David Crosby, a veteran folk-rock musician from the US, passed away at the age of 81, his agent confirmed.
He was instrumental in forming The Byrds and Crosby, Stills, and Nash, two significant bands of the 1960s. His guitar skills and vocal harmonies were well-known. Throughout his career, he accomplished the exceptional feat of being twice inducted into the prestigious Rock and Roll Hall of Fame. Crosby's former bandmates praised his artistic abilities while while acknowledged their own disagreements.
His wife told the entertainment website Variety that Crosby passed away surrounded by loved ones "after a protracted illness." The son of Oscar-winning Hollywood cinematographer Floyd Crosby, Crosby was born on August 14, 1941, in California. He joined The Byrds in 1964, a folk-rock band that had its first success with a cover of Tambourine Man by Bob Dylan. He gained notoriety for his playing as well as his anti-establishment sentiments and distinctive moustache. His last album, For Free, was released in 2021, capping a six-decade career.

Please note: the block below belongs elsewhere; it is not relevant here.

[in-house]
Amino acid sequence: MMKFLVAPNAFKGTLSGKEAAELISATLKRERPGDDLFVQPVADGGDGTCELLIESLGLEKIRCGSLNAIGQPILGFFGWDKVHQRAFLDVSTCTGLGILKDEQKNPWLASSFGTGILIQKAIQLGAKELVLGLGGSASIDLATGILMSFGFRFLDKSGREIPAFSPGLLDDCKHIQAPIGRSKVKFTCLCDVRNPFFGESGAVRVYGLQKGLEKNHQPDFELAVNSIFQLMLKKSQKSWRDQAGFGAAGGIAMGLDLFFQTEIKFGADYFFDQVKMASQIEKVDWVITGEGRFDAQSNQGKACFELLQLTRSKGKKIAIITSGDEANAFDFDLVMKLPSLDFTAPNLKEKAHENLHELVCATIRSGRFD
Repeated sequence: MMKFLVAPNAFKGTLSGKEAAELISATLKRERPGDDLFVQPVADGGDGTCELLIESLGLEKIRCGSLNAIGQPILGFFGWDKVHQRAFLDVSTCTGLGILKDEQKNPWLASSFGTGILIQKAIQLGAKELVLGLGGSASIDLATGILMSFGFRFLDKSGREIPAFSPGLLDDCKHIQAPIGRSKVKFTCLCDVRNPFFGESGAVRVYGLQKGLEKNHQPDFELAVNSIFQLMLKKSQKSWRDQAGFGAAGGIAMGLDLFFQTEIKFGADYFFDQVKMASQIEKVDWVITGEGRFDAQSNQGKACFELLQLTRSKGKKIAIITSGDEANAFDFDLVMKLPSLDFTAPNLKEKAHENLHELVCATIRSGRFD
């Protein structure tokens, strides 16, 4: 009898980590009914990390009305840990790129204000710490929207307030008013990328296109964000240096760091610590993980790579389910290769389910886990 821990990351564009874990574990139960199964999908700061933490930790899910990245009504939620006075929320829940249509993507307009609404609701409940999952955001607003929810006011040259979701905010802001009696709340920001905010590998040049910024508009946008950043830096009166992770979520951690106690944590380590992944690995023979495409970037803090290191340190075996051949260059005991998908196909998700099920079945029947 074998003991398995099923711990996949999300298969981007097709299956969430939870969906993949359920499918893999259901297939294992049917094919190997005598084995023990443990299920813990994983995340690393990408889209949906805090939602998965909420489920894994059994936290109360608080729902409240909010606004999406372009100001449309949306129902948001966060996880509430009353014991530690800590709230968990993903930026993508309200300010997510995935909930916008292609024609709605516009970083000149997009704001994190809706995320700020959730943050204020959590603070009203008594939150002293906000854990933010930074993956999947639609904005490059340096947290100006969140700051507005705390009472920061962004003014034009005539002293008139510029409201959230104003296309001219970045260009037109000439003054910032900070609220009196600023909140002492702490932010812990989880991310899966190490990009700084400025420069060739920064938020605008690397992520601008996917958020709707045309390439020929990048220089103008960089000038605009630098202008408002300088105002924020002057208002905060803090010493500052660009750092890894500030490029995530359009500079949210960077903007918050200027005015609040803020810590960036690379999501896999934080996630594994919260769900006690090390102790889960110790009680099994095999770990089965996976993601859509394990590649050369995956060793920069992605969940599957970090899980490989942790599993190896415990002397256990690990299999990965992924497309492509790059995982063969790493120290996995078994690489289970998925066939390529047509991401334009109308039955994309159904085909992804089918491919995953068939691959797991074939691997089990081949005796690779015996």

The day before his death was reported as Crosby sent tweets from his personal account, one of which stated that Eleanor Rigby was his preferred Beatles song to listen to when it was raining. His death's precise cause wasn't disclosed right away.